When coaching is not helpful?

Is there someone on your team that you would like to train, but is resistant to your help? A high-performing professional who could go further? A hard worker who could grow faster? The best managers know how to train their employees, but what if someone doesn't want your help? How can you convince an undecided employee that your advice is worth it? Training can seem like a punishment, especially for people with good performance who think they have it resolved, so state specifically what you value about their work and why. In addition, coaching is not just about talking, but it leads to action and, hopefully, to greater effectiveness. If you're supervising people at work, you've probably heard the advice that you should not only manage your direct reports, but also “train” them. You'll want to create a dialogue that helps the employee become aware of what they're doing and then help them develop an alternative action that leads to better results, in short, empowering them.

Be transparent about your intentions. If you haven't explained why you're offering advice, be explicit. The employee who resists may be passive, postpone meetings, or act as if they were willing to coach, but never change their behavior. When an employee has the skills and capacity to complete the task at hand, but for some reason has difficulty with the confidence, focus, motivation, or bandwidth needed to do their best, coaching can help.

Don't force it. “When people are forced to train, it's not a recipe for success, Batista says. However, in my experience, helping leaders focus on adopting these behaviors is much more effective than talking to them about “training.” I have worked with managers who have spent two years obtaining a coaching degree and then refuse to give a direct answer to anything that their direct reports ask them. If you think that someone who depends on you needs counseling, ask yourself if the problem in question is related to their lack of knowledge, skills, or abilities in a certain area.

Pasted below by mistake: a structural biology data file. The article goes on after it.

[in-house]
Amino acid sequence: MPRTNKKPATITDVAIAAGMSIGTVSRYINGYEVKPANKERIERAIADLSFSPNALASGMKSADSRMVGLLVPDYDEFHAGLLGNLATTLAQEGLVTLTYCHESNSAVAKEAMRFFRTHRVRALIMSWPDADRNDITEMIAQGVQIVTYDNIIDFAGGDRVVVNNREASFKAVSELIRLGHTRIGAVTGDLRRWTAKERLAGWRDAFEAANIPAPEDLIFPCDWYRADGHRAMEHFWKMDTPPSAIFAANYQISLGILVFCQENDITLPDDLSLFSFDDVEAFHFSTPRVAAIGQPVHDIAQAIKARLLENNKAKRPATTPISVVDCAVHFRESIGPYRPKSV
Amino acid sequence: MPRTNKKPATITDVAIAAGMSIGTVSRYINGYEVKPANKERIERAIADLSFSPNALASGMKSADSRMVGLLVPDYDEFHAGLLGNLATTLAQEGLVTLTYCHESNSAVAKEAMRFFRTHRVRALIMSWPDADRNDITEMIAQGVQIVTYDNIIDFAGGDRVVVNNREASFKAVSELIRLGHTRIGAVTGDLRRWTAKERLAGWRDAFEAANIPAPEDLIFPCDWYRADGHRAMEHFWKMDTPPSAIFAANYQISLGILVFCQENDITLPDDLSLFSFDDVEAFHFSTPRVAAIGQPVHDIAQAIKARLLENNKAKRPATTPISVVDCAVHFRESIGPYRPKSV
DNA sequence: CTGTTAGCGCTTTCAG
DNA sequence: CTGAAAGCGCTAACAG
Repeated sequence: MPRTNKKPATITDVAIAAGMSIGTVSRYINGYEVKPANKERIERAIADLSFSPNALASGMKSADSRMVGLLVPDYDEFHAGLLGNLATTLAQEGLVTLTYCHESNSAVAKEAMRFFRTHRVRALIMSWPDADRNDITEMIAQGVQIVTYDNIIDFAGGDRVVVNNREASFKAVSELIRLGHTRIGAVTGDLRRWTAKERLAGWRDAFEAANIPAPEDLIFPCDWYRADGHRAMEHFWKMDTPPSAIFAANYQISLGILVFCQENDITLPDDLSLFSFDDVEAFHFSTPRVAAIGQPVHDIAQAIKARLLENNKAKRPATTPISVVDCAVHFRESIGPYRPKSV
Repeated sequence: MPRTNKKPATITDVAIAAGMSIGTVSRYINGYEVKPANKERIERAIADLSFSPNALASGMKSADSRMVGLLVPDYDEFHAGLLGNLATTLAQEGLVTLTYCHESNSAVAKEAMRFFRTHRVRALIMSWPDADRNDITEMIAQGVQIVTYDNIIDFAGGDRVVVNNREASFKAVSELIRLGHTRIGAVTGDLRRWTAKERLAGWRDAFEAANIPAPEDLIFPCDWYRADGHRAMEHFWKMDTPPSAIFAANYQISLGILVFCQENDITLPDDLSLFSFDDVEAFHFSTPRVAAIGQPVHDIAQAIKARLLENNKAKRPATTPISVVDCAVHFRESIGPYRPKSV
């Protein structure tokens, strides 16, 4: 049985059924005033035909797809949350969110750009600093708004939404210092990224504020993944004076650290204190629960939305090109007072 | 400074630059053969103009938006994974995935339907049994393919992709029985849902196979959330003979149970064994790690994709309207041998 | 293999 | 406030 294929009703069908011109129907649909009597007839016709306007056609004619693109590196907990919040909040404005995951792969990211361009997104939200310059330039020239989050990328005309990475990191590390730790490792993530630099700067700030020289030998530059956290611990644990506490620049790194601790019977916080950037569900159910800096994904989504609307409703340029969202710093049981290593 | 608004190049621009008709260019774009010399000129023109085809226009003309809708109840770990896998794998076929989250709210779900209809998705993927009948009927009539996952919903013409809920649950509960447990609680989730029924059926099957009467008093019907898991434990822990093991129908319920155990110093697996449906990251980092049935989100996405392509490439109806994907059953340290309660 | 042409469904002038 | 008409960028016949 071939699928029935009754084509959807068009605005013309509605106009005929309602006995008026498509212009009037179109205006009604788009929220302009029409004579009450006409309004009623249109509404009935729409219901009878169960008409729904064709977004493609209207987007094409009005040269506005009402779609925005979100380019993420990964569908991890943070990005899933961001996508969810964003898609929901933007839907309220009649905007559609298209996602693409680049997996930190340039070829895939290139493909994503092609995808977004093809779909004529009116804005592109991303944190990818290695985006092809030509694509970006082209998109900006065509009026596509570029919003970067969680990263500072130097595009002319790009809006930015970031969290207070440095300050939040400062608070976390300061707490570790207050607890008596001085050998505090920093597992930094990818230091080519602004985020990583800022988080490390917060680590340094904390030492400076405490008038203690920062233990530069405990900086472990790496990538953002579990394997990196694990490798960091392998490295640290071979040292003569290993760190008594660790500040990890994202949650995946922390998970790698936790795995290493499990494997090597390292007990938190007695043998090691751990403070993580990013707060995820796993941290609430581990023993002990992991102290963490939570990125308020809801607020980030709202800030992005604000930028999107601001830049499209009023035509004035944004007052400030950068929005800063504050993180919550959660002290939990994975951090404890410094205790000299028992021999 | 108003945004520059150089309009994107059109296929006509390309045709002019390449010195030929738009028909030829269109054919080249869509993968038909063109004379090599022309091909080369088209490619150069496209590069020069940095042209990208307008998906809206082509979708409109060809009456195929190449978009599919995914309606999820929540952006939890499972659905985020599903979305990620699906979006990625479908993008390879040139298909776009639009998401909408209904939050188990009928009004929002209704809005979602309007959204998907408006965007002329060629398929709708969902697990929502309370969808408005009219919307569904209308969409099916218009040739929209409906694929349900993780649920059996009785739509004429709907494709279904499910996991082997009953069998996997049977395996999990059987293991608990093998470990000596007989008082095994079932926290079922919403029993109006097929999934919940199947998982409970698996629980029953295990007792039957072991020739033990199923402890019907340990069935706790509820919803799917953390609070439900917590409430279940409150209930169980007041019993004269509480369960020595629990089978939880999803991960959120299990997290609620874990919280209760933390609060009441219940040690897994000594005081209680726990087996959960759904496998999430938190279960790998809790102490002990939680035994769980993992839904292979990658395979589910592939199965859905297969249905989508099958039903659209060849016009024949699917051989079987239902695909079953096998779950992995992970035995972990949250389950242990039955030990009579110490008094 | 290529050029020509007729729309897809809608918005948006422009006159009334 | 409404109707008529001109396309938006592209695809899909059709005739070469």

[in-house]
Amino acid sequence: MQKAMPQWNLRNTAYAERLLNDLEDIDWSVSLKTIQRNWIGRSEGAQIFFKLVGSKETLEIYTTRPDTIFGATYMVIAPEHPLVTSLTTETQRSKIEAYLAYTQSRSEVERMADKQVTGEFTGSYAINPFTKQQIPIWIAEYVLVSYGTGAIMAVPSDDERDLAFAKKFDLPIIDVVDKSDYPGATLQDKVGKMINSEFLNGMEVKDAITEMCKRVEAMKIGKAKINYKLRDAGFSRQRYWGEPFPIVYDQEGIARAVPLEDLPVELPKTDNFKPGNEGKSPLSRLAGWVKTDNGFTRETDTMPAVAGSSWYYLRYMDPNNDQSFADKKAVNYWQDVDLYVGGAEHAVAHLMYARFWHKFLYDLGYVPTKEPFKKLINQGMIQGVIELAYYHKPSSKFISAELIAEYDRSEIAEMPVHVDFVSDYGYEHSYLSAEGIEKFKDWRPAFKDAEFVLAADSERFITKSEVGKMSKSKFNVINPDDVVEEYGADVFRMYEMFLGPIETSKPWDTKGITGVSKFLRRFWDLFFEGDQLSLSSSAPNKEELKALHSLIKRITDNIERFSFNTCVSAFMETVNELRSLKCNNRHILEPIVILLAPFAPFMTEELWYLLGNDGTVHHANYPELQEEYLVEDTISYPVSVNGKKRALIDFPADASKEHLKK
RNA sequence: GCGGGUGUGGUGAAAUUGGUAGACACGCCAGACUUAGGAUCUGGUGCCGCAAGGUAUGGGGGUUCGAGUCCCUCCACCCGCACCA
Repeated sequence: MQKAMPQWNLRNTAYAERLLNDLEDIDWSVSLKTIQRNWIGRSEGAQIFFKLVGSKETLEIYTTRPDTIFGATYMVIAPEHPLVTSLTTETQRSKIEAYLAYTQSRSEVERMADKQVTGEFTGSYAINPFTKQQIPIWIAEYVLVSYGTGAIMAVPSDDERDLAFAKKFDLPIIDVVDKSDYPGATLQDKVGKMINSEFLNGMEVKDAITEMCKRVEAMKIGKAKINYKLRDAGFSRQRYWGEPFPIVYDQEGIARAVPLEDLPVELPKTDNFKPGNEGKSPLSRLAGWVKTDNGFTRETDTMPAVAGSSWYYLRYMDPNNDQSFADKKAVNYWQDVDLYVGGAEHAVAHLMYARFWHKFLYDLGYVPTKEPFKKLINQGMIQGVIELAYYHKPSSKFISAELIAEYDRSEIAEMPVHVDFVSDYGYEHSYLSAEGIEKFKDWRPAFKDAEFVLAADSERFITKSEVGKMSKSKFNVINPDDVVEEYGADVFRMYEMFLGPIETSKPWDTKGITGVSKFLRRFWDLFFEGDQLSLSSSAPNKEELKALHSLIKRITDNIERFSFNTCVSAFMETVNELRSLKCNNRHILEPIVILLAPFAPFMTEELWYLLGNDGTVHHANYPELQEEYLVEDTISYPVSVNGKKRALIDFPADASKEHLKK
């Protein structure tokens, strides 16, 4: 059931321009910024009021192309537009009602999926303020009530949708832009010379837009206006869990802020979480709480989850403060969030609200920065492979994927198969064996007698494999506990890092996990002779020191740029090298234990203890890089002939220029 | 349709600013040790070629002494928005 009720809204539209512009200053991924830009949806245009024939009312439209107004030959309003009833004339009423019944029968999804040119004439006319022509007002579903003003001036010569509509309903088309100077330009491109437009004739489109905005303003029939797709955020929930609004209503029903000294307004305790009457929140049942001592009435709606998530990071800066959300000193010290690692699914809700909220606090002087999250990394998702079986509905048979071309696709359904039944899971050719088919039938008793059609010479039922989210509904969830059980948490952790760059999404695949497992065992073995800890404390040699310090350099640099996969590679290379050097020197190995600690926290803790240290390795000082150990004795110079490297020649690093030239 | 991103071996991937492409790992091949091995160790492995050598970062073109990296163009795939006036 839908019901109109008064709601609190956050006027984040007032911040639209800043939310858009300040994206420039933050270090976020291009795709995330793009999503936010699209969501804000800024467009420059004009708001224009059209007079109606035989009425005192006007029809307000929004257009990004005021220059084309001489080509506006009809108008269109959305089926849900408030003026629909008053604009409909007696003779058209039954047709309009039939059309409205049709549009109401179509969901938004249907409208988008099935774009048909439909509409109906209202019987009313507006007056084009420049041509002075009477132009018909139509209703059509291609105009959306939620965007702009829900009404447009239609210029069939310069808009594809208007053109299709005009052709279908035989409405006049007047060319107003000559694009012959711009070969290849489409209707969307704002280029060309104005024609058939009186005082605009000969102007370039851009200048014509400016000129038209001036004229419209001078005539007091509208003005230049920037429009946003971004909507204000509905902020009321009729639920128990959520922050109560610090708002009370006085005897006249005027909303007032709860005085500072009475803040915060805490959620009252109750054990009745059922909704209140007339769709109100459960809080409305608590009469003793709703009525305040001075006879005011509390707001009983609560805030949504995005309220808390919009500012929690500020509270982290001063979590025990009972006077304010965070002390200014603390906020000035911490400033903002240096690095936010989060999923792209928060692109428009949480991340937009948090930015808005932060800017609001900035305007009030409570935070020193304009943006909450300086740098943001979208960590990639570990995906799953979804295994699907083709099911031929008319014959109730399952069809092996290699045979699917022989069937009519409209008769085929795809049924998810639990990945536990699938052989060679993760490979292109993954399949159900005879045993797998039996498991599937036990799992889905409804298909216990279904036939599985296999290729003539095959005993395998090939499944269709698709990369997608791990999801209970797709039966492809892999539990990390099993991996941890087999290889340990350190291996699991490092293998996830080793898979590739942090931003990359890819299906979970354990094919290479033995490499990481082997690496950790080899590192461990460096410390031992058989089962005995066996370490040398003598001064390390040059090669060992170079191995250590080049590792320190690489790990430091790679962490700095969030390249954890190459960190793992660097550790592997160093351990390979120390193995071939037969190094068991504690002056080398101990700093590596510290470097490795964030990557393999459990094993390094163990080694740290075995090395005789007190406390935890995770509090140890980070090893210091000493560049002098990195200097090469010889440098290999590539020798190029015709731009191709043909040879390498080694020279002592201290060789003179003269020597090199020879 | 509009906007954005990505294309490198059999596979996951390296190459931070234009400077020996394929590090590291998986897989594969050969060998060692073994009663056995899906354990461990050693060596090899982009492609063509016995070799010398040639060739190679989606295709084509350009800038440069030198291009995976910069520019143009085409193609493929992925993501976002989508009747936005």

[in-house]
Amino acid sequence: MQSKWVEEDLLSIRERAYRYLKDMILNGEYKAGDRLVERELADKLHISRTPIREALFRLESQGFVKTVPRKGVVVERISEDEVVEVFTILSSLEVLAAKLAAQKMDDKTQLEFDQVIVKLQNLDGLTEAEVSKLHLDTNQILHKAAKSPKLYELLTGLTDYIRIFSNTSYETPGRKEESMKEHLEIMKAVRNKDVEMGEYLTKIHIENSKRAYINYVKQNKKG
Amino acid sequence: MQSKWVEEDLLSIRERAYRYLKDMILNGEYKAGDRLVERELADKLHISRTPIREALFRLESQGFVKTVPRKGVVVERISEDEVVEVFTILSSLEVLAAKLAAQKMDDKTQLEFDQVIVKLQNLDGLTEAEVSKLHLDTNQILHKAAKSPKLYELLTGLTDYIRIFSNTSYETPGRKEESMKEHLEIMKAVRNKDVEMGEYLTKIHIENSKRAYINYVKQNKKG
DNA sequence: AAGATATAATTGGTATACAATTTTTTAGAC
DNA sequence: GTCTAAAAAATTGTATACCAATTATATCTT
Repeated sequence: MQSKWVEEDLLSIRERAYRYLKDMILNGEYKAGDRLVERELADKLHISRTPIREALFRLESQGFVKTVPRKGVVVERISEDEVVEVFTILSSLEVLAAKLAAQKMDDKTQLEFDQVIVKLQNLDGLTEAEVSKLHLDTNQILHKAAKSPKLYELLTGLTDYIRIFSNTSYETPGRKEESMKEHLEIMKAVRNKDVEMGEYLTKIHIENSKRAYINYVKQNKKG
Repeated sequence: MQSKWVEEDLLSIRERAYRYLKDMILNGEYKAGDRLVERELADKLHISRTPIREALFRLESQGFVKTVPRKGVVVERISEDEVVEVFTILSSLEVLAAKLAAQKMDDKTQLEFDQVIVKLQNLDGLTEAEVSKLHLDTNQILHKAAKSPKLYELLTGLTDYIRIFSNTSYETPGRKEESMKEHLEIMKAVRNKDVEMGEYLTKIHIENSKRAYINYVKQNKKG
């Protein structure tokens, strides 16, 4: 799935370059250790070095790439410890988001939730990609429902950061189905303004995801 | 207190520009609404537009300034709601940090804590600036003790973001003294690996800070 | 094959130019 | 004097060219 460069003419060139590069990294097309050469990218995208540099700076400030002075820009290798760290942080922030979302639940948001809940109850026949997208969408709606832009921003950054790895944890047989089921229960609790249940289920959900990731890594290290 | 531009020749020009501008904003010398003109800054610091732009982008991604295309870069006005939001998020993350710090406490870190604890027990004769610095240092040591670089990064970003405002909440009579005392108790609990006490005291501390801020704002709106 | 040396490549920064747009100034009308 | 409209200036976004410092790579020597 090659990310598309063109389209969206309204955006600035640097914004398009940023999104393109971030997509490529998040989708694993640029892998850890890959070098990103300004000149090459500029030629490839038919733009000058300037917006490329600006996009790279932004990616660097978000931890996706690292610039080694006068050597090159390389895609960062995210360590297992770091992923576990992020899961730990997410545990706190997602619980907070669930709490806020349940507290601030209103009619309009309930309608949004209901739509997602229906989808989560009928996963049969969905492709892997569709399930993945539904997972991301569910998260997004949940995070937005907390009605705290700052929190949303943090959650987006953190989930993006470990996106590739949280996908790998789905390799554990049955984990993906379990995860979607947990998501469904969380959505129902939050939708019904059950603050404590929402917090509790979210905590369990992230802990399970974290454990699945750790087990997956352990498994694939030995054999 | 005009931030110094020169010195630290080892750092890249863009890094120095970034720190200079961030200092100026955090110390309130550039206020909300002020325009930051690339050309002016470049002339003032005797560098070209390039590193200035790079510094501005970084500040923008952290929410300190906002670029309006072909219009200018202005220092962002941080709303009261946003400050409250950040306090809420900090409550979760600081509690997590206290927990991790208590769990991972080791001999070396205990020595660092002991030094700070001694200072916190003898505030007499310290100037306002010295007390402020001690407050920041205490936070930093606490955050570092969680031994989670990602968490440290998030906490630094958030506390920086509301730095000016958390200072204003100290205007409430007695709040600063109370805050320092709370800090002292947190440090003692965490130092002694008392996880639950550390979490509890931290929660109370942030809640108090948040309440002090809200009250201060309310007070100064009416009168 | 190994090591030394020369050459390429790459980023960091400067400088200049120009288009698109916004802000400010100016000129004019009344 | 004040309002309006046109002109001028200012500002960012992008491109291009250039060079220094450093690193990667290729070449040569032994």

While taking a “coaching” approach is a very popular management trend, coaching isn't always the best solution. Too often, a person can be seen going into “coach” mode and, with a special tone of voice, asking questions that, given the situation, are simply embarrassing. Coaching involves asking questions, listening, reflecting, rather than directing, showing, telling, or teaching. If he needs help with his attitude, train him, but be prepared to offer tips and teaching tips along the way.

Dealing with external factors can be complicated, and you may be able to teach him some skills as you go.

Kristin Almazan
Kristin Almazan

Hipster-friendly music junkie. Lifelong twitter scholar. Proud food buff. Unapologetic music specialist. Twitter trailblazer.

Leave a Comment

All fileds with * are required